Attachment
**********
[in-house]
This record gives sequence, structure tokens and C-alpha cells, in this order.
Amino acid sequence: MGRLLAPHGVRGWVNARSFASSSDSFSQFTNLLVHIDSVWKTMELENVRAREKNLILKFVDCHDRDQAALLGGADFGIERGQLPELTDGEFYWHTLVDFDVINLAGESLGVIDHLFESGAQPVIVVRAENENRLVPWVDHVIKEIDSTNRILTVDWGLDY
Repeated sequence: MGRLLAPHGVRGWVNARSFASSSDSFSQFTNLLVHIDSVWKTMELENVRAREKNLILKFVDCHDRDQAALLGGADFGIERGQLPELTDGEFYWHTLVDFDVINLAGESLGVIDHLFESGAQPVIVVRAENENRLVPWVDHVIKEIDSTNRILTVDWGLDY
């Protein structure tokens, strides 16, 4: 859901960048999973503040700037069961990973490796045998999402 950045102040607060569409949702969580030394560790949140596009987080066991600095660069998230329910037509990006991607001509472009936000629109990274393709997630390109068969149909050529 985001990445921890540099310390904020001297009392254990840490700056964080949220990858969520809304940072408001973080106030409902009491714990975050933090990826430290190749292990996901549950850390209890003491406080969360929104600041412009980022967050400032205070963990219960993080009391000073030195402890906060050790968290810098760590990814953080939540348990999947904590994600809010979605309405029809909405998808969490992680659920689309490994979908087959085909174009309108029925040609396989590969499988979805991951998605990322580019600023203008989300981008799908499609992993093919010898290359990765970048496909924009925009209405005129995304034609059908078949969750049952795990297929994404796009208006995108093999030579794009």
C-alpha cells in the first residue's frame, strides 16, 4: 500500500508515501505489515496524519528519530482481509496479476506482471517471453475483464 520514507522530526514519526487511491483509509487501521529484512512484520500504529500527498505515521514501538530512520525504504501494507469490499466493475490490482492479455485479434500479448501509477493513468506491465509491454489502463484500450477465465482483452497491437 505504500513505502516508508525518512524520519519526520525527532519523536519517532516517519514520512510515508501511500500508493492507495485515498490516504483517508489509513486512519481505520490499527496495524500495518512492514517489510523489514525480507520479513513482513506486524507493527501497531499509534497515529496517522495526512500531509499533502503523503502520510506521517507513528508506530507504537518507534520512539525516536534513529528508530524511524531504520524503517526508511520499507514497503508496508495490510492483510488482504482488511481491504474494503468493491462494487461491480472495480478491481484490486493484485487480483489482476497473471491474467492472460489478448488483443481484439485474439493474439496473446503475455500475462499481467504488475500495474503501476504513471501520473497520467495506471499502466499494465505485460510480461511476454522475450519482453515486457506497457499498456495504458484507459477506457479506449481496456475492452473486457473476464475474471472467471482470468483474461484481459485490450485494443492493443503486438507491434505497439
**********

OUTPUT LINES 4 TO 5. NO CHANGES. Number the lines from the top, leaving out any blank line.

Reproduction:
Repeated sequence: MGRLLAPHGVRGWVNARSFASSSDSFSQFTNLLVHIDSVWKTMELENVRAREKNLILKFVDCHDRDQAALLGGADFGIERGQLPELTDGEFYWHTLVDFDVINLAGESLGVIDHLFESGAQPVIVVRAENENRLVPWVDHVIKEIDSTNRILTVDWGLDY
């Protein structure tokens, strides 16, 4: 859901960048999973503040700037069961990973490796045998999402 950045102040607060569409949702969580030394560790949140596009987080066991600095660069998230329910037509990006991607001509472009936000629109990274393709997630390109068969149909050529 985001990445921890540099310390904020001297009392254990840490700056964080949220990858969520809304940072408001973080106030409902009491714990975050933090990826430290190749292990996901549950850390209890003491406080969360929104600041412009980022967050400032205070963990219960993080009391000073030195402890906060050790968290810098760590990814953080939540348990999947904590994600809010979605309405029809909405998808969490992680659920689309490994979908087959085909174009309108029925040609396989590969499988979805991951998605990322580019600023203008989300981008799908499609992993093919010898290359990765970048496909924009925009209405005129995304034609059908078949969750049952795990297929994404796009208006995108093999030579794009």